San Luis Obispo County will not use potential drinking water to supplement Dairy Creek Golf Course’s low water supply, despite passionate pleas from dozens of golf enthusiasts to keep the 18 holes at the public facility a lush green through the summer.
“It is hard for me to justify taking water for drinking and using it for pleasure when people have wells that go dry,” said Supervisor Lynn Compton, who voted alongside supervisors Bruce Gibson and Adam Hill against using potable water to supplement irrigation at the 20-year-old course in El Chorro Regional Park.
The golf course is operating with limited water and isn’t due additional deliveries until Dec. 1. Without a supplemental source, water will run dry in 60 days if parks staff continue to irrigate all 18 holes and in 90 days if nine holes are irrigated, according to a county staff report given at a Tuesday Board of Supervisors meeting.
Parks and Recreation Director Nick Franco said for now he will continue to water all 18 holes, at a limited capacity, as he attempts to negotiate with the state to gain access to water that is currently promised to the California Men’s Colony, a state prison.
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The Board also approved a long-term vision for El Chorro Regional Park. Existing facilities include a dog park, trails, a botanical garden, campground and ball fields, in addition to the golf course. The programming plan, which was developed through several meetings over the last year, is flexible based on available water and funding. It includes potential added activities, such as a mountain bike skills course and disc golf area.
Until a few years ago, the golf course was fully irrigated with recycled water from the nearby Men’s Colony. After prison realignment, which transferred the responsibility of housing some inmates from state prisons to county jails, the prison’s population decreased, resulting in 60 percent less water available for the golf course.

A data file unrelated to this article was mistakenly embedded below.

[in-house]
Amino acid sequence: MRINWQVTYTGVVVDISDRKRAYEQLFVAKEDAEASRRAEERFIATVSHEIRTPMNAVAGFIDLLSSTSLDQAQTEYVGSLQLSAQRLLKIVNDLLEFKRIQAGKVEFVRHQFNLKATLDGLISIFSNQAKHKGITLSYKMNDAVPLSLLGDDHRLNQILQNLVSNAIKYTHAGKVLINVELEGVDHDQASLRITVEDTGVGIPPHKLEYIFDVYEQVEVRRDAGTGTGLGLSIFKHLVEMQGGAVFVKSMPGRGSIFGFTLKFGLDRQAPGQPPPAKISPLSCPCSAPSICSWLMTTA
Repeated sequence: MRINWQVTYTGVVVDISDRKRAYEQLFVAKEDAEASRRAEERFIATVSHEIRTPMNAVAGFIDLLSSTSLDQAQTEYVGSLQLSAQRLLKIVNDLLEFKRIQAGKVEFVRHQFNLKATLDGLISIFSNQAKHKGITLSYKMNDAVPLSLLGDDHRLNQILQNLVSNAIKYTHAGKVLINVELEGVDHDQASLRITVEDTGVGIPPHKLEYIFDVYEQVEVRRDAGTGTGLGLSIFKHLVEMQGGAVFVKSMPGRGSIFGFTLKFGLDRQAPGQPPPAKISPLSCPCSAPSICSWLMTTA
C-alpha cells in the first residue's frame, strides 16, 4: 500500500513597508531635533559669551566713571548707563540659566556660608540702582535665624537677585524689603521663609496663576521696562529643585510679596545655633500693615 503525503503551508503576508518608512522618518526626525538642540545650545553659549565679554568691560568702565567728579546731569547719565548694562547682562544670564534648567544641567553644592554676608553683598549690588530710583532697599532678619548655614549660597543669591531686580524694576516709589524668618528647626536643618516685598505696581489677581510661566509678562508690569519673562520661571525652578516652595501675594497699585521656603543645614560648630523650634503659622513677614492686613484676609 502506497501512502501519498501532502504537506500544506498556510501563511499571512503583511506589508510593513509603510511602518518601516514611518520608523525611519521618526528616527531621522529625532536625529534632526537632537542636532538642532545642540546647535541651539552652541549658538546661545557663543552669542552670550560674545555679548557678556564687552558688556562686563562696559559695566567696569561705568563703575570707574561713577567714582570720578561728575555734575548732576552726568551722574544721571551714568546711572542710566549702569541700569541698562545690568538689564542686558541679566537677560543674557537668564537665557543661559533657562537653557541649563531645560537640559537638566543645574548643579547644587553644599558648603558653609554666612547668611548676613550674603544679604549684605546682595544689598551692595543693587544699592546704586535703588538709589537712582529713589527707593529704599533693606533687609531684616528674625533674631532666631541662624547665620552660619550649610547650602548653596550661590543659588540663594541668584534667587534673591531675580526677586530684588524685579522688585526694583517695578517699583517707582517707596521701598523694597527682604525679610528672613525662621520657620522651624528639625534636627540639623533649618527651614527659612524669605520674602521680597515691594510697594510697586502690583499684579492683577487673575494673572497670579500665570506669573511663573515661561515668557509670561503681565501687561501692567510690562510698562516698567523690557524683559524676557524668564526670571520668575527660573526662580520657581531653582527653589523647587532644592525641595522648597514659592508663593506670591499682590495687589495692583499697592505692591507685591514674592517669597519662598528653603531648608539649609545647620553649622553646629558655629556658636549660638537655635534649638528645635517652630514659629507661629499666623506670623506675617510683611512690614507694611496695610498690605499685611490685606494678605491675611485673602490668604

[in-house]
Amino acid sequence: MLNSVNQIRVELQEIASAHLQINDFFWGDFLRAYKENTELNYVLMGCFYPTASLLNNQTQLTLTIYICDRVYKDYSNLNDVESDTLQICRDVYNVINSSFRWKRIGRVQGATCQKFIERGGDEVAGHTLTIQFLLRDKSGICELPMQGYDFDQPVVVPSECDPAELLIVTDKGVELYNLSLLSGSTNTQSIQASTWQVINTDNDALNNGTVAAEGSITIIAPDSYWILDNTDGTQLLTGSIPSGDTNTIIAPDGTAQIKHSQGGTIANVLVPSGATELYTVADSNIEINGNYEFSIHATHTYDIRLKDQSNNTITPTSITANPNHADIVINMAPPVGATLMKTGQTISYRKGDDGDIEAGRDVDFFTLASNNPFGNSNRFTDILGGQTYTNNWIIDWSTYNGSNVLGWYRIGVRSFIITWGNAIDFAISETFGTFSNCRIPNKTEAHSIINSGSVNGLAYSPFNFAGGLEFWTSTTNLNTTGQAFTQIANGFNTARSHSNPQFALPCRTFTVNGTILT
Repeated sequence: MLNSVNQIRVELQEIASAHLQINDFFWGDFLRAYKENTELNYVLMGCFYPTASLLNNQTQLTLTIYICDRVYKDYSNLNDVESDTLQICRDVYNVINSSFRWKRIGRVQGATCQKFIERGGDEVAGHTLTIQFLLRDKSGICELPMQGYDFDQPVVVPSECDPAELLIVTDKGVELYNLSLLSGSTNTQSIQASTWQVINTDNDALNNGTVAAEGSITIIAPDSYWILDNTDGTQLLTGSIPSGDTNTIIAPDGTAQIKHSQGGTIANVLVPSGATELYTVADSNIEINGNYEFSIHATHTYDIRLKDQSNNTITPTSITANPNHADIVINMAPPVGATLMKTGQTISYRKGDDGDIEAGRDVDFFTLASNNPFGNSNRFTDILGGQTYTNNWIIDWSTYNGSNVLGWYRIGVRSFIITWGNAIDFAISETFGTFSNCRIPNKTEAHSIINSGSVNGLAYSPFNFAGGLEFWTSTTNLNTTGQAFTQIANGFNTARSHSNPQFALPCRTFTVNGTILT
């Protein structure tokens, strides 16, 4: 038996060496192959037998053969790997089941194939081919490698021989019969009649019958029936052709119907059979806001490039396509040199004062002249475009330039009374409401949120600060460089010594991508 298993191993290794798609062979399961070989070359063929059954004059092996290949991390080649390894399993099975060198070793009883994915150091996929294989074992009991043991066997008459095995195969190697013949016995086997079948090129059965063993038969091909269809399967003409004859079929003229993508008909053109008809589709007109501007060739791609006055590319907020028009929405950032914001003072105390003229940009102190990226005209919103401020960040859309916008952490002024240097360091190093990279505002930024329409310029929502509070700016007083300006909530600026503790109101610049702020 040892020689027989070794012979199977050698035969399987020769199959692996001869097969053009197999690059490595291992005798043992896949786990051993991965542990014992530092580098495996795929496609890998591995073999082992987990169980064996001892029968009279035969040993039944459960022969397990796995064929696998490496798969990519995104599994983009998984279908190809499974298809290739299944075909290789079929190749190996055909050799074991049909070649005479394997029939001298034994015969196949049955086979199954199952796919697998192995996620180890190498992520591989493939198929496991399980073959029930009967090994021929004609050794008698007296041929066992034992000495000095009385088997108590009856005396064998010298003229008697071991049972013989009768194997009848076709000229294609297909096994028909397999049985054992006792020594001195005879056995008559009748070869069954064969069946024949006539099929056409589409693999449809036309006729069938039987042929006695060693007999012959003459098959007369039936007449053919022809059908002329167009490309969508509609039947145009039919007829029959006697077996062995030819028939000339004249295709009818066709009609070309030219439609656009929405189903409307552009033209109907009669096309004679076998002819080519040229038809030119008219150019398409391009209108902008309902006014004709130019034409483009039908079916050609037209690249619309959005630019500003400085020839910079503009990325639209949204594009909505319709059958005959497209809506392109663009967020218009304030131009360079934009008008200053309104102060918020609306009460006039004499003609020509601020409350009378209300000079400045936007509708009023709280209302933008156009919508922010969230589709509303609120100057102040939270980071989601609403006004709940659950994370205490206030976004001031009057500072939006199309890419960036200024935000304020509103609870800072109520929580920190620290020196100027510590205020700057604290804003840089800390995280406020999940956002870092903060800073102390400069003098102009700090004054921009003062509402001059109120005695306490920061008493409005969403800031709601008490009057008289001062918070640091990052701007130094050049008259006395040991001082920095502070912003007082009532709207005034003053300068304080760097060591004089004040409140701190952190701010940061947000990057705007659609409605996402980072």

Faced with a decreasing water supply and steadily declining revenues, the board hired a consultant to develop a long-term plan for the park that would help pay off the bond debt for the golf course, which remains around $5 million.
The consultant, Andy Staples, said in a California publication about water that survival of Dairy Creek, just like the entire golf industry, depends on using less water by reducing its overall footprint and diversifying use of the entire grounds.
Local golfers from Atascadero to Shell Beach, members of the Cal Poly golf team, as well as industry representatives, lobbied the board Tuesday to pay for supplemental water use the golf course as it was designed: as an 18-hole course. They called the course a “jewel” and touted its environmental stewardship as a zero-waste operation.
Their comments were countered by residents of Cayucos, distraught that their conservation measures throughout the drought would be in vain if water from Whale Rock Reservoir — their single source of drinking water — was diverted to the park.
Supervisors Debbie Arnold and John Peschong both voted to use potable water from either Cal Poly or Whale Rock at costs that ranged between $1,000 and $2,000 per acre-foot, arguing that the course will generate more revenue with an irrigated 18 holes.
“I believe this is the time we can find 150 acre-feet to pay down the debt,” Peschong said.
If the parks director is able to negotiate additional water from the state from a nearby well, he will take the decision to the board to make a final decision about how much of the course will go brown this year.
Declining business at Dairy Creek
At Dairy Creek Golf Course’s high point, there were 62,000 rounds of golf played in one year. In 2013, 43,000 rounds were played; about 38,000 rounds were played in 2014; 31,000 were played in 2015; and 27,500 were played last year, according to to golf course superintendent Josh Heptig.